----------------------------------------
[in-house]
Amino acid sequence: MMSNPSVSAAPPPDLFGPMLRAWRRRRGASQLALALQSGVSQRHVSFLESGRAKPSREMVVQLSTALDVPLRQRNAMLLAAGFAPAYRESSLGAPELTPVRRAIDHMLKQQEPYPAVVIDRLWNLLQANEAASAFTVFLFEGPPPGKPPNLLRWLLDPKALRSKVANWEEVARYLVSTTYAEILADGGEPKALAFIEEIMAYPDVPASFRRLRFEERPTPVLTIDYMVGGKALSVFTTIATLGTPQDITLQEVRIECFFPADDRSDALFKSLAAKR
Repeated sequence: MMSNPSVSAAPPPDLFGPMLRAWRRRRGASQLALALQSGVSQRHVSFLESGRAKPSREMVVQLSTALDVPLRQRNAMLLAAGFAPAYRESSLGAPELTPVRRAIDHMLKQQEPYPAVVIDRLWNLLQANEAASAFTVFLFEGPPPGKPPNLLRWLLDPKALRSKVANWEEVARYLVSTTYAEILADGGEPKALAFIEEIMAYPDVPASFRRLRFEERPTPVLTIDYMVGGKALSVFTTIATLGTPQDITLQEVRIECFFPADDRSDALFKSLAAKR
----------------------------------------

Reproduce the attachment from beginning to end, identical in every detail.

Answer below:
[in-house]
Amino acid sequence: MMSNPSVSAAPPPDLFGPMLRAWRRRRGASQLALALQSGVSQRHVSFLESGRAKPSREMVVQLSTALDVPLRQRNAMLLAAGFAPAYRESSLGAPELTPVRRAIDHMLKQQEPYPAVVIDRLWNLLQANEAASAFTVFLFEGPPPGKPPNLLRWLLDPKALRSKVANWEEVARYLVSTTYAEILADGGEPKALAFIEEIMAYPDVPASFRRLRFEERPTPVLTIDYMVGGKALSVFTTIATLGTPQDITLQEVRIECFFPADDRSDALFKSLAAKR
Repeated sequence: MMSNPSVSAAPPPDLFGPMLRAWRRRRGASQLALALQSGVSQRHVSFLESGRAKPSREMVVQLSTALDVPLRQRNAMLLAAGFAPAYRESSLGAPELTPVRRAIDHMLKQQEPYPAVVIDRLWNLLQANEAASAFTVFLFEGPPPGKPPNLLRWLLDPKALRSKVANWEEVARYLVSTTYAEILADGGEPKALAFIEEIMAYPDVPASFRRLRFEERPTPVLTIDYMVGGKALSVFTTIATLGTPQDITLQEVRIECFFPADDRSDALFKSLAAKR